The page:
• I welcome the further devolution of powers to the Northern Ireland Assembly; the hon. Gentleman will be aware that I have had a particular interest in that myself in the past. I hope that the move will lead to Ministers with responsibility for health and other areas of public service working together with the new policing and justice Minister in Northern Ireland to find relevant local solutions to such problems to achieve the greatest impact on domestic violence in the area. We do not want just to export solutions; it is for local people to come up with their own solutions. The more Ministers work together, the more they are likely to come up with a solution that will work locally.

  • In focusing on what lies behind domestic violence, the recent report by Dr. Linda Papadopoulos examined the issue of sexualisation and violence. The evidence given to the report suggested a clear link between consumption of sexualised images, a tendency to view women as objects, and the acceptance of aggressive attitudes and behaviour as the norm. We believe that we should ban the most manipulative marketing techniques aimed at young people, and stop irresponsible companies from winning future Government contracts. Do the Government agree?

  • A late convert to effective action is better than no convert at all. We would certainly welcome support from any party in the House, across party politics, in ensuring that the equality agenda is moved forward and that young girls can have the same protection and the same likelihood of doing well in society as young boys.

  • Police Stop and Search

  • 6. What discussions she has had with the Secretary of State for the Home Department on use by police of stop-and-search powers in relation to black and Asian youths. [322781]

  • The Minister for Women and Equality has had no direct discussions with the Home Secretary on this issue. The Government are committed to delivering a policing service, and a wider criminal justice system, that promote equality and do not discriminate against anyone on the grounds of their race. The National Policing Improvement Agency is working to reduce unjustified disproportionality in stop and search by police forces. Tackling that will increase community confidence in stop and search as a useful tool with which police can keep the community safe.

  • Will the Minister join me in welcoming the report by the Equality and Human Rights Commission? We have heard some comments about the commission, but here is a very good report into the problems with stop and search. We cannot go on with this disproportionality. What are we going to do about it?

  • I join my right hon. Friend in welcoming the EHRC report on the disproportionality of stop-and-search powers and their use by police forces. It shows that people are six times more likely to be stopped and searched if they are black, and twice as likely if they are Asian, and that there are inexplicable differences between different police forces and persistent ratios across time in particular areas. It is important that police forces look carefully at how they use their powers, and that they use them to protect the public rather than inadvertently to undermine the confidence of the public. The work of the NPIA will be key to ensuring that that happens.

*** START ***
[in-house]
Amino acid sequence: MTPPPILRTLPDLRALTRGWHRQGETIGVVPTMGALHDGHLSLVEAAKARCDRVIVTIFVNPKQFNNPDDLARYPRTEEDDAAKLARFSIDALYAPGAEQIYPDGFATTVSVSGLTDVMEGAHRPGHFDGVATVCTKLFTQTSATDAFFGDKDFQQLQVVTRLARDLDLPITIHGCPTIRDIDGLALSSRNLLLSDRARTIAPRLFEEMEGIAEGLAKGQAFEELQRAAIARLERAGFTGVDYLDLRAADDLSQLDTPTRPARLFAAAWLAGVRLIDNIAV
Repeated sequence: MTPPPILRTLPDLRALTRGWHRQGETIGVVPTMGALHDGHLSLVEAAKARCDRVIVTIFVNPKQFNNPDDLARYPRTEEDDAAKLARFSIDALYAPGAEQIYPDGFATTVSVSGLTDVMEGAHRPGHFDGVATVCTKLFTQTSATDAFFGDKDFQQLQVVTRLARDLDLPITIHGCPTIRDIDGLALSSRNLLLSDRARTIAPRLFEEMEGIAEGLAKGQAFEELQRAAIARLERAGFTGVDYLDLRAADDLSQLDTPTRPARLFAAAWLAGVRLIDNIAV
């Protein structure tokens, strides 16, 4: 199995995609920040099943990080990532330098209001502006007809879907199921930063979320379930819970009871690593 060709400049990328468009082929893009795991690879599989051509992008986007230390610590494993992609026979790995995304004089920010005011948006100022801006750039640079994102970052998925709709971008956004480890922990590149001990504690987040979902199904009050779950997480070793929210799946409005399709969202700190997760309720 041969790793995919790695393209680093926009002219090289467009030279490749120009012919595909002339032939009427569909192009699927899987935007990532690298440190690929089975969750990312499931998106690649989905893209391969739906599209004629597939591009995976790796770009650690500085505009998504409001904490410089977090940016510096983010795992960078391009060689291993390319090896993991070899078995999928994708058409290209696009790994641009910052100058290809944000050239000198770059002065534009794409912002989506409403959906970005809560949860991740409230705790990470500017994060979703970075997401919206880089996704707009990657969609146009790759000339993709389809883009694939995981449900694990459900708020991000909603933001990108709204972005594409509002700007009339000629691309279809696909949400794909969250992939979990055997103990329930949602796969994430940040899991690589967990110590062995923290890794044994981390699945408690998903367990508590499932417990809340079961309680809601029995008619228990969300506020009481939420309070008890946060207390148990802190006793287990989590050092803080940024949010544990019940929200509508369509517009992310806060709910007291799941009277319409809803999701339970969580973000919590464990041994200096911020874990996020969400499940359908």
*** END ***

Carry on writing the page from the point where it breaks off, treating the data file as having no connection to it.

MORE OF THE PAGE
• Access to Information (People with Disabilities)

  • 7. What recent discussions she has had with the Secretary of State for Work and Pensions on equality of access to information for blind, partially sighted and print-disabled people. [322783]

  • We have regular discussions with ministerial colleagues in the Department for Work and Pensions, which sponsors the Disability Discrimination Act 2005, which requires employers, service providers and bodies delivering functions to make reasonable adjustments. That duty is a cornerstone of the protection for disabled people and has been carried forward into the Equality Bill, which was amended on Report in the other place to make more explicit the application of that duty in respect of disabled people who experience information disadvantage.

  • I welcome that amendment, and the commitment of Ministers. Will my hon. Friend ensure that this matter is understood and driven ahead at every level, and in every Department and Government agency, as a matter of urgency?

  • Indeed. My right hon. and learned Friend the Minister for Women and Equality is already on the job. The Government Equalities Office is also ensuring that other Departments are fully aware of the provisions in the Bill, and advice will be updated as those provisions come into force. I believe that there is also a role for Members of the House to be vigilant in ensuring that within their own localities the equality message is clear and understood. I know that my right hon. and learned Friend will be at the forefront in achieving that.